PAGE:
The Pearl Video— Yes or No?

The Pearl Video— Yes or No?

Angela Gunn

Q: What the hell is wrong with the people who put the Daniel Pearl video online?

A: The argument made by those who feel the grisly footage (which includes his beheading) ought to be seen is as follows: This happened, video exists, and Americans ought to see it to understand what kind of animals we’re up against.

I’m all for understanding. Confronting genuine, industrial-strength evil is a rare act even for those of us who think a lot about ethics. Kidnapping and killing people for their parentage was evil when white Americans lynched black Americans, and it’s evil still. (Ethicists don’t normally use words like “evil”—we save them for our friends the moralists—but it’s applicable here.)

But to those who argue that we must see the Pearl video to understand: No. Images are powerful, of course. Photographs of lynchings and of Vietnam atrocities were mighty forces for positive change. But “to understand” in this case means to inspire our sense of duty and empathy, and anyone old enough to gain understanding from this video is old enough to be moved by words alone. Add to this that the Pearl family, which has a bigger stake in this than any of us (and therefore is entitled to the lion’s share of whatever empathy the video generates), doesn’t want the video broadcast, and you have a pretty strong case against seeking it out and viewing it.

Folks have to try to understand the Pearl murder, but in this case they have to do so by building a mental picture. Nobody owes anyone a show-and-tell of this man’s death, and I question the intelligence of anyone willing to accept the editorial judgment of the guy behind that camera. Don’t forget, this is not raw footage; it’s an edited propaganda film—more Triumph of the Will than The Sorrow and the Pity. The people who created it put the Pearl footage in so that you will watch it. When you do, you also air their hateful message.

By now, a lot of people have seen this thing—the CIA, journalists, and so on—and can describe the events moment by moment. For those seeking facts rather than morbid titillation, their retellings should suffice. A well-written account may well be even more effective than the video, balancing our need (and right) to know with our ethical obligations to Daniel Pearl and his survivors. As we learned too well from the Rodney King trial and from the World Trade Center footage, video images can replay (in your mind or outside it) until they don’t mean anything. The last thing we want is for those images to become just one more piece of debris in our memory banks.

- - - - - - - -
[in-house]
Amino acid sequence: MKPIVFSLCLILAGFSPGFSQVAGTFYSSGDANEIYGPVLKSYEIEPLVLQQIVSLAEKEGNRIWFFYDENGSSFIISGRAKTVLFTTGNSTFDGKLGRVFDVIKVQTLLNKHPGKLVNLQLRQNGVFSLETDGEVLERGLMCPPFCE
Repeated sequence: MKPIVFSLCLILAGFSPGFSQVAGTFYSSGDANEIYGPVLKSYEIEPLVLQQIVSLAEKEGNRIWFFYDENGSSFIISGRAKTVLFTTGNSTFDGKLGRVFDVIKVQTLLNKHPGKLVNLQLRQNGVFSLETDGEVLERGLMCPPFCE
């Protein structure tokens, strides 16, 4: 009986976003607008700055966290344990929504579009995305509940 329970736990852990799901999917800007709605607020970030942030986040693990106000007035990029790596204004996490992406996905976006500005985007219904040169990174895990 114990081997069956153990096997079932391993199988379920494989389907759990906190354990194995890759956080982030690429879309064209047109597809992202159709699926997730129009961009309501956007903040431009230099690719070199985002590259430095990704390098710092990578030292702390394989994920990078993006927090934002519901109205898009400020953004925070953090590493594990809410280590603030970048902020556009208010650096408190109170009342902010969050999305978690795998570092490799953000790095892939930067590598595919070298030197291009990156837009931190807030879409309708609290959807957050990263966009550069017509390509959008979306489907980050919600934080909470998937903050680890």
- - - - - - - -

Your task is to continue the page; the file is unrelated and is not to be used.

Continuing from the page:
Q: I’ve been getting some weird crushed-out mail from a friend of a friend, including a long poem with distinctly sexual overtones. She seems harmless, but I jokingly mentioned the situation to some friends of mine and now everyone’s asking to see the messages. Will I go to hell for showing them?

A: Yeah. You’d think that after the damage wreaked by embarrassing e-mail forwards from Claire Swire (who explicitly complimented a guy after services rendered) and Peter Chung (who e-mailed all his friends, on company time, about his exploits on the Seoul bar scene), people would know that e-mail gets passed along all the time, often ending up far beyond its original targets. (The Swire and Chung e-mails were even reprinted by the news media.) Of course people shouldn’t send it. But they do. So don’t you. The e-mail may be entertaining, but the more entertaining it is, the greater its chance of being forwarded to a zillion people and ending up in The National Enquirer. And that’s just not a nice thing to do to someone. Unless you’re feeling threatened by this mail—in which case you should talk to a lawyer or a cop—keep your friends out of it. If it’s any consolation, we’re sure that if your correspondent knew you were the kind of boy who’d do such a thing, she’d stop writing mash notes. We would.

Copyright © 2002 Ziff Davis Media Inc. All Rights Reserved. Originally appearing in Yahoo! Internet Life.